written agreement to arbitrate exists; (2) whether an arbitrable issue exists; and (3) whether the right to arbitration was waived.’ ” Romano, 861 So. 2d at 61 (quoting Seifert v. U.S. Home Corp., 750 So. 2d 633, 636 (Fla. 1999)). The issue in this appeal focuses on the first inquiry, whether a valid arbitration agreement exists. More specifically, Irving contends the agreement is unconscionable. In order to obtain a ruling that a contract provision is unconscionable, “a party must demonstrate both procedural and substantive unconscionability.” Zephyr Haven Health & Rehab Ctr., Inc. v. Hardin, 122 So. 3d 916, 920 (Fla. 2d DCA 2013) (citing Orkin Exterminating Co. v. Petsch, 872 So. 2d 259, 264 (Fla. 2d DCA 2004)). “Procedural unconscionability concerns the manner in which the contract is entered, whereas substantive unconscionability looks to whether

of sale of cocaine and two counts of sale of cannabis, and the trial court imposed concurrent downward departure sentences of ten months’ jail on each count. The following was discussed in the appellate opinion: Citing State v. Steadman, 827 So. 2d 1022 (Fla. 3d DCA 2002), the court based the departure on its finding that law enforcement officers engaged in sentence manipulation by making multiple purchases over the course of their sting operation for no reason other than to increase Johnson’s potential sentence. The State now appeals the sentences arguing that the basis for the departure is not supported by competent substantial evidence and, even assuming there was sufficient evidence that law enforcement engaged in sentence manipulation, Johnson’s sentences are still improper under Steadman because they are below what his guideline sentence would have been if he had been arrested after the first sale. Because the trial court erred in departing below the confines of Steadman, we reverse. * * *

the contractual terms are unreasonable and unfair.” Fonte, 903 So. 2d at 1025 (citing Romano, 861 So. 2d at 62). The burden of proving unconscionability lies with the party seeking to avoid the arbitration provision. Basulto v. Hialeah Auto., 141 So. 3d 1145, 1158 (Fla. 2014). While both procedural and substantive unconscionability must be present in order for a court to decline to enforce a contract provision, they need not be present to the same degree. Romano, 861 So. 2d at 62 (citations omitted). Courts employ a “sliding scale” or balancing approach to the unconscionability question: The prevailing view is that [procedural and substantive unconscionability] must both be present in order for a court to exercise its discretion to refuse to enforce a contract or clause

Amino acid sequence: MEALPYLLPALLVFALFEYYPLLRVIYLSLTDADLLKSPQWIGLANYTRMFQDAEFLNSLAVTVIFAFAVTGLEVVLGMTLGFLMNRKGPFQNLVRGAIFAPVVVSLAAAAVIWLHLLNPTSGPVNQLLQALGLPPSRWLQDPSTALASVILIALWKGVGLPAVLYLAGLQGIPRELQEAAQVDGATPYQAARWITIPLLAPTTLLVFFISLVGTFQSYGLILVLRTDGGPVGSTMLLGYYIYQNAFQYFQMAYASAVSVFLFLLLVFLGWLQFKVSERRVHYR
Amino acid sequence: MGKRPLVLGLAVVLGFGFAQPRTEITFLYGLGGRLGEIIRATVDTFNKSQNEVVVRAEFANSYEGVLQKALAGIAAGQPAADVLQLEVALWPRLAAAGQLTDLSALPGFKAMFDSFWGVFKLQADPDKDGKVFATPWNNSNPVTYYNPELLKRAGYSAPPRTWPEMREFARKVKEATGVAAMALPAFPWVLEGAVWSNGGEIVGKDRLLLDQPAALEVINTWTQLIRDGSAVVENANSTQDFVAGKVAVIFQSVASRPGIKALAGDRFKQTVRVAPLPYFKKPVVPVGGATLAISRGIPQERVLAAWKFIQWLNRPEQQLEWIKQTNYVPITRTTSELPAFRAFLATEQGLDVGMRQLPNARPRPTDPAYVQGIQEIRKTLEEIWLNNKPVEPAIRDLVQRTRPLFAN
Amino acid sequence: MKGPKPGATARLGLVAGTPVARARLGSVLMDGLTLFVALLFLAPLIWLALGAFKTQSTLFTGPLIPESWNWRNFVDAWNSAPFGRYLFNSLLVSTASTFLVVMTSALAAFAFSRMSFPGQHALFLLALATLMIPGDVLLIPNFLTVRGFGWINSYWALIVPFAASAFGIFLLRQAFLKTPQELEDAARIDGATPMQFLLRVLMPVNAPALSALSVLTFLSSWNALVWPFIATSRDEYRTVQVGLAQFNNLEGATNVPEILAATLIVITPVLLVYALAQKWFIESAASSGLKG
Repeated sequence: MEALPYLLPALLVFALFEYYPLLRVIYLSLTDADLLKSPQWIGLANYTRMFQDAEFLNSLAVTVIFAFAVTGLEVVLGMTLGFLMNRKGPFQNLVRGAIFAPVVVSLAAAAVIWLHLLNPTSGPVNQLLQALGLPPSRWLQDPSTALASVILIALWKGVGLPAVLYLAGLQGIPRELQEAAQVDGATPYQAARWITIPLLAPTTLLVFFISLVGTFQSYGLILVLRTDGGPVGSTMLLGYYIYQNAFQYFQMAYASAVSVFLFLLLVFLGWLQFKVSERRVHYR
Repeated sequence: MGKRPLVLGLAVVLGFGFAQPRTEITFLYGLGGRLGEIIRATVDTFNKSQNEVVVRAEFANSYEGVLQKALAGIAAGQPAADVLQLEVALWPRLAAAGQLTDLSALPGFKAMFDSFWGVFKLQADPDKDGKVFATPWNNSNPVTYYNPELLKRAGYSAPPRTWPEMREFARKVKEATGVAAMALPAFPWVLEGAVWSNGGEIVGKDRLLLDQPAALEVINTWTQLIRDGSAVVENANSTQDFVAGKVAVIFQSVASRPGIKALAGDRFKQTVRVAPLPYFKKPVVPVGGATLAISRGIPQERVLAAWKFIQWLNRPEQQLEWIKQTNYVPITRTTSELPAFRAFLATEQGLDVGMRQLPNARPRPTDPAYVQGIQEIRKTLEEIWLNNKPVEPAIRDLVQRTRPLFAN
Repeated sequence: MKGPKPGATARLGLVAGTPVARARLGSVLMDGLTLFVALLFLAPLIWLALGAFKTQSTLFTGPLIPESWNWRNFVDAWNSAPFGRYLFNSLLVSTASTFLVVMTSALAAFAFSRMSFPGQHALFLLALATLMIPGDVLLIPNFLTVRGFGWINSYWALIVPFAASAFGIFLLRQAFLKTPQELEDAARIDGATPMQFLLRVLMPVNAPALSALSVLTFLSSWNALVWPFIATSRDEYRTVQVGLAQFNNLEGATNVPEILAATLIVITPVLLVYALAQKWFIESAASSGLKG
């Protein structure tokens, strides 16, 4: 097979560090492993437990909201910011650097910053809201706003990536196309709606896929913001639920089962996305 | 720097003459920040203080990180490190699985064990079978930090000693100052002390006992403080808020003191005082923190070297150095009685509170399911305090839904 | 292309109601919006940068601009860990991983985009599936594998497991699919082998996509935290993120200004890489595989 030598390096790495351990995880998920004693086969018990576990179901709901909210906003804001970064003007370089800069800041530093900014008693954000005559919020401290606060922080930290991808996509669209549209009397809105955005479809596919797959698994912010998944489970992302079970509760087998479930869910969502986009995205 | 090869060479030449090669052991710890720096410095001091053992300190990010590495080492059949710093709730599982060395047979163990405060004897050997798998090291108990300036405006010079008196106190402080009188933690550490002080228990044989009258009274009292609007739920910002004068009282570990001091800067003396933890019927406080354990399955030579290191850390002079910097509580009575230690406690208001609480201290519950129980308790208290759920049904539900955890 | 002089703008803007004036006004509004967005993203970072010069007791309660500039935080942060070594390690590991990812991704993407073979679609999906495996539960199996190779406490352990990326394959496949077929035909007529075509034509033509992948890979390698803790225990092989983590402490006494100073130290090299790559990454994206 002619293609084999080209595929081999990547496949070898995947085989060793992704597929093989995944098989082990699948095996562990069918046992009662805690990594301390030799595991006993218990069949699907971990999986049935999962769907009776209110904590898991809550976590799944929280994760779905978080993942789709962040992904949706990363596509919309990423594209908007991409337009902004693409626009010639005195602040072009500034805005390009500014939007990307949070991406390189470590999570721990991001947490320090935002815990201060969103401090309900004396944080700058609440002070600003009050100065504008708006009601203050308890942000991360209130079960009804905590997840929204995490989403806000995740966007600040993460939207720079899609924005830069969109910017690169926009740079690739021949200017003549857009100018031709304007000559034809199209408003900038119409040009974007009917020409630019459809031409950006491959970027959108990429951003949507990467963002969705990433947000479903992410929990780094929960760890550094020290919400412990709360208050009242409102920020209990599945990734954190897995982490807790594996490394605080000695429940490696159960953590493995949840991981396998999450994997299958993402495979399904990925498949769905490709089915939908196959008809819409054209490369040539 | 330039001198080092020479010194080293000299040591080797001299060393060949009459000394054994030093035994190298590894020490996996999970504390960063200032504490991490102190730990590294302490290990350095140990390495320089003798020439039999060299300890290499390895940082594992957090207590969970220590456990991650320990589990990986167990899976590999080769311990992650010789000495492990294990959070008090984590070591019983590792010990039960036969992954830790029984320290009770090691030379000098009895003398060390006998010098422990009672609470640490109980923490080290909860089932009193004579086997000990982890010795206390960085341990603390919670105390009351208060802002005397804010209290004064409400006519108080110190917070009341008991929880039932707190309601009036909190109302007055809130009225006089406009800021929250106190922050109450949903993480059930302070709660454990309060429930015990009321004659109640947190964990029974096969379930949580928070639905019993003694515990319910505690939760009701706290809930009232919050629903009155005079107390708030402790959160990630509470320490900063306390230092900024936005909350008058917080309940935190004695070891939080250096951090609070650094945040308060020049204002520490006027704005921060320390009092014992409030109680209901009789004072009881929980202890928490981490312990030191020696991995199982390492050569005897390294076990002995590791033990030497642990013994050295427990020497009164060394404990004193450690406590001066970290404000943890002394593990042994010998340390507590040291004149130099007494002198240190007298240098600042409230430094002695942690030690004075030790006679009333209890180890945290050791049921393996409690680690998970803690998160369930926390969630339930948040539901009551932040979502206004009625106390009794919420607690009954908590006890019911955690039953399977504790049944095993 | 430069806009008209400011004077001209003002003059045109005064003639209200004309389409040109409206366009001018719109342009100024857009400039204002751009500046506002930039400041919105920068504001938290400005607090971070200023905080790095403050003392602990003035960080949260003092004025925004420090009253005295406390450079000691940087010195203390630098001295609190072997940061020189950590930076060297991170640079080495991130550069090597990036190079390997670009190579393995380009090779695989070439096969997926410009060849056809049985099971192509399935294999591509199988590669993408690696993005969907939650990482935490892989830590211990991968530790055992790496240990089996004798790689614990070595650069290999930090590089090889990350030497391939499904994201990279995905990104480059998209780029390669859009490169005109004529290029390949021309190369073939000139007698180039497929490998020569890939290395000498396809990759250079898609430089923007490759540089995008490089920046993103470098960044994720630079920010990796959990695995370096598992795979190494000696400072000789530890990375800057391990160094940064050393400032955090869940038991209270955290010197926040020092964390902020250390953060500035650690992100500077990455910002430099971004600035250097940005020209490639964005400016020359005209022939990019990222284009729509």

During sentencing, the State specifically relied on Steadman to argue that the trial court could not depart below Johnson’s lowest permissible sentence when calculated with a scoresheet that only included the first charge. See Steadman, 827 So. 2d at 1024 (“An important consideration in our decision is the fact that the judge imposed a sentence harsher than the guideline sentence had Steadman been arrested after the first sale.”). In support of its argument, the State presented two scoresheets. Under his actual scoresheet, which included all of the instant convictions, Johnson’s lowest permissible sentence was 46.95 months’ prison. The other scoresheet included only the first charge for which Johnson was convicted and indicated a lowest permissible sentence of 31.2 months’ prison. The State asserted that “if the basis for departure here to go below the 31.2 months is Steadman, the State raises the objection that Steadman doesn’t hold for that.” * * * In Florida, the concept of sentence

under the doctrine of unconscionability. But they need not be present in the same degree. Essentially a sliding scale is invoked which disregards the regularity of the procedural process of the contract formation, that creates the terms, in proportion to the greater harshness or unreasonableness of the substantive terms themselves. In other words, the more substantively oppressive the contract term, the less evidence of procedural unconscionability is required to come to the conclusion that the term is unenforceable, and vice versa. Basulto, 141 So. 3d at 1159 (quoting Romano, 861 So. 2d at 62). * * *

(Continued on next page)